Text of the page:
Aurizon Holdings: A major capital play via One Rail acquisition

About the author:

Nathan Lead
Author name:
By Nathan Lead
Job title:
Senior Analyst
Date posted:
27 October 2021, 10:30 AM
Sectors Covered:
Infrastructure, Utilities

  • While there is a valuation impact, we think the c.10% share price decline is an over-reaction to Aurizon Holdings' (ASX:AZJ) acquisition of One Rail. ADD retained.
  • 12 month target price (login to view). FY22-23F DPS cut -30% (rebounding FY24)


Aurizon Holdings (ASX:AZJ) will acquire One Rail (OR), subject to ACCC approval. Following completion of the acquisition, AZJ plans to divest One Rail’s East Coast Rail. Completion of the acquisition is targeted for Jan-Apr 2022, and the divestment during CY22.


The acquisition cost is $2.35bn plus c.$80m transaction costs, implying 10.5x EV/EBITDA (CY21F). This is below the 11.2x EV/EBITDA paid by the vendors in 2019, but at a significant premium to AZJ’s recent trading multiple of c.7x EV/EBITDA.

If we assume East Coast Rail is worth 7-8x EV/EBITDA, then AZJ has paid 15-17x EV/EBITDA for One Rail Bulk. Even with this significant premium, AZJ says the acquisition is superior to buying back its own shares.

The $2.43bn acquisition cost will be fully debt funded, with $500m layered against the divested business and the remaining $1.93bn of additional debt raised against AZJ’s Above Rail operations. This incremental debt funding comes from:

  1. $900m of existing debt capacity within its target BBB+/Baa1 credit ratings;
  2. debt capacity from One Rail Bulk;
  3. reduced dividend payout over 1-2 years;
  4. increased capacity from convincing the rating agencies to reduce downgrade triggers; and
  5. hybrid issue for 50% equity credit in rating agency credit metrics.

AZJ plans to reduce its dividend payout from 100% (since 2015) towards the bottom end of its 70-100% policy range for 1-2 years to support credit metrics. Hence, a c.30% downgrade to DPS so as to retain c.$150-300m. However, under the demerger option existing AZJ investors would have access to East Coast Rail’s distributions (we think 3.7cps/13% downgrade offset); a trade sale at our valuation would provide a c.4% offset to the downgrade via debt paydown (1.2 cps)

Forecast and valuation update

While we have not yet factored the acquisition or its funding into our forecasts, we have downgraded our CY22-23F DPS by c.30% as per reduced payout and removed assumed buybacks from our modelling.

Given the above changes, the acquisition cost and assuming a preliminary valuation of $1.1bn for East Coast Rail (c.8 EV/EBITDA) and $0.75bn for One Rail Bulk (8.5x EV/EBITDA) our valuation declines to (login to view target price).

Investment view

ADD retained. With recent share price decline, potential TSR is c.12%.

Price catalysts

Attractive sale price for divestment of East Coast Rail (will have look-through value implications for AZJ’s coal haulage business).


Resilience of coal export demand and extent of supply-side constraints. Above rail contract capture, pricing, and retention. Network regulatory risks. Employee, cost and capital management (including M&A). ESG.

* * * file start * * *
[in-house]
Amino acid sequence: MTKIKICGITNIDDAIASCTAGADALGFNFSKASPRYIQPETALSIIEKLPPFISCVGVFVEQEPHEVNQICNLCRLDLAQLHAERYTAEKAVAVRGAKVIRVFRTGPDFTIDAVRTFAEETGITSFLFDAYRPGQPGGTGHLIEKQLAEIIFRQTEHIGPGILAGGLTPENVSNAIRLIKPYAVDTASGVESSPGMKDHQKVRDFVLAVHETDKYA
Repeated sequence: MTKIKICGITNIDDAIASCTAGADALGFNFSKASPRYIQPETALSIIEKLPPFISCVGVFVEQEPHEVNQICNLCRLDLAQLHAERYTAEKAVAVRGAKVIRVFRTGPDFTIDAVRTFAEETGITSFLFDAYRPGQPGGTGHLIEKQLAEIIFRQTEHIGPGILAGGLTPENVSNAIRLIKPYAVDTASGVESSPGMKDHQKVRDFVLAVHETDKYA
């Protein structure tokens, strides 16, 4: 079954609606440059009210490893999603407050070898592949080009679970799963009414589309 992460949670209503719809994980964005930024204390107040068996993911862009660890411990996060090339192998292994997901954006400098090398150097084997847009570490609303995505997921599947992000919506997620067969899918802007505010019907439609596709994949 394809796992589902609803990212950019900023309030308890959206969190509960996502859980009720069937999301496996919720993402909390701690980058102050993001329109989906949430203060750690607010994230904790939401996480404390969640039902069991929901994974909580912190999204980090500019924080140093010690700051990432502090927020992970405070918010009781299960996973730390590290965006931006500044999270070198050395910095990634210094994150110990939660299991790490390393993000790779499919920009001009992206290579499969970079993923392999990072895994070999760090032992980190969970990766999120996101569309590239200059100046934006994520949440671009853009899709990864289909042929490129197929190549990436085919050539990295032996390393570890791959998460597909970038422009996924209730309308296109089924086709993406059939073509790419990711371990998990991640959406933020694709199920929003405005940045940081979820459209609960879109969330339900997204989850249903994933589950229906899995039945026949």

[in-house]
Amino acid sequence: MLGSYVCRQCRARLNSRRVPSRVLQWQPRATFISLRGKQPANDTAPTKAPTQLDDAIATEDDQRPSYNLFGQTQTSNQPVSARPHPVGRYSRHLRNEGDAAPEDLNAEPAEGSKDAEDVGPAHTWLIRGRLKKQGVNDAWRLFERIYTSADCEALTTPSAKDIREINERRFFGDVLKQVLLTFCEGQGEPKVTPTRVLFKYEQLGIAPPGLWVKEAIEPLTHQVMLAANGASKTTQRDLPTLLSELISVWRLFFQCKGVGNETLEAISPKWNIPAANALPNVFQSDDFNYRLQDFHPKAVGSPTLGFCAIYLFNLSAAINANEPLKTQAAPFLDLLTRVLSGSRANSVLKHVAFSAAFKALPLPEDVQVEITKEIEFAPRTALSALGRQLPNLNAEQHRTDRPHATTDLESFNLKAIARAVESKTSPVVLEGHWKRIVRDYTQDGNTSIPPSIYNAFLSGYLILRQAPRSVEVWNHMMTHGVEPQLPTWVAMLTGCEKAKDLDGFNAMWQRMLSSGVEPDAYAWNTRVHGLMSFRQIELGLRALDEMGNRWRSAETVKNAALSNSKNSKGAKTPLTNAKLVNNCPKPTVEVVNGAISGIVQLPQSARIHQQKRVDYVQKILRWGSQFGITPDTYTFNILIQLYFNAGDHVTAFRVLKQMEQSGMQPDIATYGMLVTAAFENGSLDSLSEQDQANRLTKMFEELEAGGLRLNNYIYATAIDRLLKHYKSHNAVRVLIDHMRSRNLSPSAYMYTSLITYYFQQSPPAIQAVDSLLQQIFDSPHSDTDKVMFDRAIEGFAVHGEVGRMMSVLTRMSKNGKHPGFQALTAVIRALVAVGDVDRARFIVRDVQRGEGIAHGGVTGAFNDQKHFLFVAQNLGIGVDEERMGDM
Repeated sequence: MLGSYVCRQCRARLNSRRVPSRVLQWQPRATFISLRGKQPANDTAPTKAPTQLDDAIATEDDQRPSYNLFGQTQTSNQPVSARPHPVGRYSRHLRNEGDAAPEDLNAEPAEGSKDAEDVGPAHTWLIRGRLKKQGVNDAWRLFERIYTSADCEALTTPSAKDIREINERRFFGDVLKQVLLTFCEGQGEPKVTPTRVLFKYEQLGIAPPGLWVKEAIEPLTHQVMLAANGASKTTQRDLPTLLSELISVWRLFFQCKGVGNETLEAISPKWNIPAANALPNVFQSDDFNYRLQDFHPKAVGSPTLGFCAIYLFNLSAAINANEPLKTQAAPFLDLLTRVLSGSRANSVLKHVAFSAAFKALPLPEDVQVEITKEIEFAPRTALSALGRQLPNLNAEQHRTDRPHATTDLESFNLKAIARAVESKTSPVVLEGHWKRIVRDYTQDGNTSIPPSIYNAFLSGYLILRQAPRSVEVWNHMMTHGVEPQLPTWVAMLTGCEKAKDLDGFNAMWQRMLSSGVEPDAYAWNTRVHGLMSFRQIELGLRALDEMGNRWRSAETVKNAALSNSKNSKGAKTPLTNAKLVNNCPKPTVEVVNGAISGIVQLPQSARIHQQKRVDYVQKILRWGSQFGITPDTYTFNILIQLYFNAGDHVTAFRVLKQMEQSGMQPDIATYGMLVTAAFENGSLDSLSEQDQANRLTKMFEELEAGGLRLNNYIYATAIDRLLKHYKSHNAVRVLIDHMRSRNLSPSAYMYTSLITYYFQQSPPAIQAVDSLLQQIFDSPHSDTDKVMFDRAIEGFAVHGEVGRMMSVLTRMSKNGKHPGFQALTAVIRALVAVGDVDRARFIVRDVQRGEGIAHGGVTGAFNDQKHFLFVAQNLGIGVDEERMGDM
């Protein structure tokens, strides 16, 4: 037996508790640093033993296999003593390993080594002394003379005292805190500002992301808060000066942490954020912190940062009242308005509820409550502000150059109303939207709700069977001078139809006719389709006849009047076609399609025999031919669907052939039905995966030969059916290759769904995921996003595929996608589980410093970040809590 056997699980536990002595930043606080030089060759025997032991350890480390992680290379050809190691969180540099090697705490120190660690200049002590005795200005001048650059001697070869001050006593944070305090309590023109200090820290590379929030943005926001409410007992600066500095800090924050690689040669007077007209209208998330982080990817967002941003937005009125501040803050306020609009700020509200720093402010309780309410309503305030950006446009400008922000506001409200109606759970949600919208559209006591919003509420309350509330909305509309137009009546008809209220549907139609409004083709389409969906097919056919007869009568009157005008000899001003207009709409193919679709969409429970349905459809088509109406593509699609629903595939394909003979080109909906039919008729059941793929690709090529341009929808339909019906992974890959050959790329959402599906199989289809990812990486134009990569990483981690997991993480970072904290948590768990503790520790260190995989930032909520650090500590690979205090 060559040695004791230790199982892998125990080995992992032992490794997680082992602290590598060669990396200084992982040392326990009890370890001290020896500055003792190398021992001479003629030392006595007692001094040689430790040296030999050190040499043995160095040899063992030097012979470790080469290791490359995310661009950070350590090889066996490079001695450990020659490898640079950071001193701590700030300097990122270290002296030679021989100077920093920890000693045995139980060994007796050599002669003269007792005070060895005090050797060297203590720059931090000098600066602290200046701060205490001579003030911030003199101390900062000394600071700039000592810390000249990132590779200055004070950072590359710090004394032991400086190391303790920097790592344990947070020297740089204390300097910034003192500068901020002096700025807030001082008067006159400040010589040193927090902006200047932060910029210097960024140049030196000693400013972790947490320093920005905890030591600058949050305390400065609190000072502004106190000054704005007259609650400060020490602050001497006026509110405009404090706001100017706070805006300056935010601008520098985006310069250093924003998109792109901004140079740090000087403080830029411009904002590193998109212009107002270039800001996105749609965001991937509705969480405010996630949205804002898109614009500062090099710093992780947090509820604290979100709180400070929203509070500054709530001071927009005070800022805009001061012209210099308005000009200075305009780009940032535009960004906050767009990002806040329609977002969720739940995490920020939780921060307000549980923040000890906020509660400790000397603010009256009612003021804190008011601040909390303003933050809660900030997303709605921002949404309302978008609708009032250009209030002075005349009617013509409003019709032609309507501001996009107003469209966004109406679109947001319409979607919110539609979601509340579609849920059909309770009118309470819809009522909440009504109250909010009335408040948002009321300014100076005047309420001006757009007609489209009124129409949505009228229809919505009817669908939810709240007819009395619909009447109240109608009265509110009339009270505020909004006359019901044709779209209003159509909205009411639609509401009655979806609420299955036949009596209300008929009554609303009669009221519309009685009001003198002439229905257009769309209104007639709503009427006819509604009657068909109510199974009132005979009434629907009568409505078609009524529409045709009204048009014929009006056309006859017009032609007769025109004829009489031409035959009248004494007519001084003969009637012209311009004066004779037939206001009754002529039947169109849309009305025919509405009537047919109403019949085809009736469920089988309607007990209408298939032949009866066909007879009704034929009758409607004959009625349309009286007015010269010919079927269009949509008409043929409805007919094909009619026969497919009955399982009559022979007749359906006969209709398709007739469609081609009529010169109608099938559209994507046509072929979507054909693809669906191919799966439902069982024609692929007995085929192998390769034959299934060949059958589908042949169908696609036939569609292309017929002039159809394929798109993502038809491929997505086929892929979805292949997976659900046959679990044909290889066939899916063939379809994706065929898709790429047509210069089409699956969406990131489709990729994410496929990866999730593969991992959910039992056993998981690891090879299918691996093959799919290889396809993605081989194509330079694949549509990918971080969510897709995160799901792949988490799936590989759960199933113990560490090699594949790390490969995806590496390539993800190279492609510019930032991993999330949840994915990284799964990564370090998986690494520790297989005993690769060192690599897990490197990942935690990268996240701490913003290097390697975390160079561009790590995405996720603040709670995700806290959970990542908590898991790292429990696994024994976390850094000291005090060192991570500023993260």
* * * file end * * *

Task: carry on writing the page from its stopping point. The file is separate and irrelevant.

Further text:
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Disclaimer: The information contained in this report is provided to you by Morgans Financial Limited as general advice only, and is made without consideration of an individual's relevant personal circumstances. Morgans Financial Limited ABN 49 010 669 726, its related bodies corporate, directors and officers, employees, authorised representatives and agents (“Morgans”) do not accept any liability for any loss or damage arising from or in connection with any action taken or not taken on the basis of information contained in this report, or for any errors or omissions contained within. It is recommended that any persons who wish to act upon this report consult with their Morgans investment adviser before doing so.

Solid top-line outcome: BAP’s 1Q22 revenue was flat on the pcp, an extremely resilient result given the extent of lockdowns in the period (~70% of stores impacted) and the strength of the pcp (cycling 27% growth). Composition comprised: Trade +2%; NZ -10%; Retail -12%; and Specialist Wholesale +7%. Overall, BAP stated that non-lockdown areas are outperforming expectations. ▪ 1Q22 trade & retail: Trade/Burson revenue was up +2% on the pcp (LFL sales - 1%; cycling 8% pcp); NZ/BNT revenue was down -10% (LFL sales -15%; cycling +4%); and Retail/Autobarn revenue was down -12% (LFL sales -16%; cycling +36%). Within the Retail segment, online sales were +80% on the pcp. Stores percentages impacted by lockdown were: Trade 70%; NZ 100%; and Retail 50%. ▪ Specialist segment results: Specialist wholesale revenue is up 7% on pcp, with Auto electrical/Truckline divisions ‘performing strongly’; and WANO underperforming. ▪ GM pressure expected to be temporary: BAP stated GM was stable across Wholesale and NZ (45% of FY21 revenue); and down ~50bps Trade and Retail (~55% of FY21 revenue), driven by promotional and online pricing in lockdown areas (we assume no margin pressure witnessed in non-lockdown areas). BAP expect margins to revert once lockdowns ease. ▪ The cost base has increased vs pcp, a function of duplicated DC costs (commencement of new VIC DC), and higher group and team member support (covid related) costs. BAP noted FY22 store rollouts and refurbs are on track.

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